Serious Due Process Questions Raised about Gun Control Measure

The Washington State chapters of the American Civil Liberties Union and the National Alliance on Mental Illness/Washington (NAMI), while remaining neutral on a new gun control initiative on the Nov. 8 ballot, have raised serious questions about the measure in e-mail statements obtained by Liberty Park Press.

Additionally, Evergreen State Democrats earlier this year put forth a resolution that, while supporting the signature gathering effort for Initiative 1491 – the so-called “extreme risk protection order” measure – recognized the initiative has problems. The resolution urged “the State Legislature to amend the initiative after passage to clarify that mental illness is not the primary cause of mass shootings and to add due process for the mentally ill.”

Opponents of I-1491 earlier this year heard from the ACLU of Washington via e-mail, which noted:

“We do not support the initiative because of the due process and other concerns outlined below. While keeping guns out of the hands of people who pose serious risks to safety is a reasonable public safety measure, the ACLU’s role is to evaluate such measures by their impact on civil liberties, and we have concerns that the initiative has inadequate due process procedures. Further, these deficient due process procedures could set a bad precedent for other criminal justice processes.”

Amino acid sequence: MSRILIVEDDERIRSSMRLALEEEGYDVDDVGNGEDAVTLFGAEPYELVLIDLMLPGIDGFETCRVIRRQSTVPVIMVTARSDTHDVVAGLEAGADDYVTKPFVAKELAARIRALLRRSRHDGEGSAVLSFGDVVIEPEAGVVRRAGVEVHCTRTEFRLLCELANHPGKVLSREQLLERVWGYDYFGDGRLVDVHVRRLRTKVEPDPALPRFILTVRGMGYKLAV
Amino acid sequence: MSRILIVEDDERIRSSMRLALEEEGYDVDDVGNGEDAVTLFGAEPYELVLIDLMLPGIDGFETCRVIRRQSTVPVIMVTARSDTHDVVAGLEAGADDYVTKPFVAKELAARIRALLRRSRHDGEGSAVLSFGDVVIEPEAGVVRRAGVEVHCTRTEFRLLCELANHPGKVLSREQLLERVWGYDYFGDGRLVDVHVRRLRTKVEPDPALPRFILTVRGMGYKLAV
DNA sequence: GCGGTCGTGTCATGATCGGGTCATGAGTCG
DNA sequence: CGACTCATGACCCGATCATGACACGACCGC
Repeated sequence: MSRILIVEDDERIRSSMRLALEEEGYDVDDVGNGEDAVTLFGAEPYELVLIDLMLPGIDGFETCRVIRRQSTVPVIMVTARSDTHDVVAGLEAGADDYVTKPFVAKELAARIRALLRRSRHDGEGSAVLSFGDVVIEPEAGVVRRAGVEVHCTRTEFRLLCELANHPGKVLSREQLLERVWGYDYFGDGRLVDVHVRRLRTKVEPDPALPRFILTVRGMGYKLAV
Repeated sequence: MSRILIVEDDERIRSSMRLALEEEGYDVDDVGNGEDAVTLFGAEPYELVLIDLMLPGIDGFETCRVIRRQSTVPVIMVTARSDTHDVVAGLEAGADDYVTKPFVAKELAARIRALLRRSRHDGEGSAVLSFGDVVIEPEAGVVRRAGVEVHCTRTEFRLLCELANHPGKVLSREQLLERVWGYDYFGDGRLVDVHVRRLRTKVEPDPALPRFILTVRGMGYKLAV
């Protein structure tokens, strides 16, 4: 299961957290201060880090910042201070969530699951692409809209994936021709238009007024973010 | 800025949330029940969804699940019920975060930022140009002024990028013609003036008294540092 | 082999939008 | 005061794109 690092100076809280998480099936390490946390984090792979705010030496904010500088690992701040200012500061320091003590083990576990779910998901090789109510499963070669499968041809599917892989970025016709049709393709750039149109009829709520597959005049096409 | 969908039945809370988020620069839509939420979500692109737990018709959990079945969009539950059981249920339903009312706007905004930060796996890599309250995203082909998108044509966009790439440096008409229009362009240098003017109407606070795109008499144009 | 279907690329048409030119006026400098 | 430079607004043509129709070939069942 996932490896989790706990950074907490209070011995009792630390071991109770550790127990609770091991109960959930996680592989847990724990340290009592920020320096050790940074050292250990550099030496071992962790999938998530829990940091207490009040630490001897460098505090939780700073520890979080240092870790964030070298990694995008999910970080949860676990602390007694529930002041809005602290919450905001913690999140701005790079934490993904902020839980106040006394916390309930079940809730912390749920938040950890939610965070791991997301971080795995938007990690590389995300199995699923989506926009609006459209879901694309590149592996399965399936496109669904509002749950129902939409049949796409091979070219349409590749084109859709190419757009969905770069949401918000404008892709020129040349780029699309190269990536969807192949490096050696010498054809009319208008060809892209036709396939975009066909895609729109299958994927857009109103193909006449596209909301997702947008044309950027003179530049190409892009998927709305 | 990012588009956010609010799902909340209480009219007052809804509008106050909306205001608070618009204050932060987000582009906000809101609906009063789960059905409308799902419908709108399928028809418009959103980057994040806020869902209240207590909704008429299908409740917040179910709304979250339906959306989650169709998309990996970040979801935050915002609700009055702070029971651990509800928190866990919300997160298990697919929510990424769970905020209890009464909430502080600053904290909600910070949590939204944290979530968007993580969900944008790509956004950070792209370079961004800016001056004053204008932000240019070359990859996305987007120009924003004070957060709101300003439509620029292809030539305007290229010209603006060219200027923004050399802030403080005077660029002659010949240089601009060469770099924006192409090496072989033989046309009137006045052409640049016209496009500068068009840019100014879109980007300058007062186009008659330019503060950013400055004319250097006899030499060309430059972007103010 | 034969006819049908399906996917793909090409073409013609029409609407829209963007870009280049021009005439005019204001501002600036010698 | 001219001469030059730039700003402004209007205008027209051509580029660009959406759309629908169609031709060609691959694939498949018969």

The ACLU message, sent over the name of Legislative Director Shankar Narayan, then detailed its concerns:

1.      The initiative allows a broad and vaguely defined group of people (family, household member, police) to seek the protection order.  A protection order can be issued based on vague criteria (“significant danger”) that a person is an “extreme risk.”  The protection order can be obtained from a judge ex parte – without notice to the person being accused. This severely limits the ability of a person to challenge an order once it is entered.

2.      The initiative puts the burden of proof on the accused to show, after 12 months, that the order should be lifted.  It is unclear how persons would prove their lack of danger.  The concerns are compounded because of problems we’ve seen with other kinds of protection orders in WA: Although they are initially temporary, after a period of time, there are efforts to expand the scope of the orders to make them permanent, or to further abridge the due process provisions.

3.      The initiative requires recording the order in court databases, which are open to the public. A record showing that a person had gun rights taken away based on being an “extreme risk” may well haunt an individual for the rest of their life – regardless of rehabilitation – erecting barriers for them when they undergo a background check for employment, housing, etc.

Full article: Serious Due Process Questions Raised about Gun Control Measure

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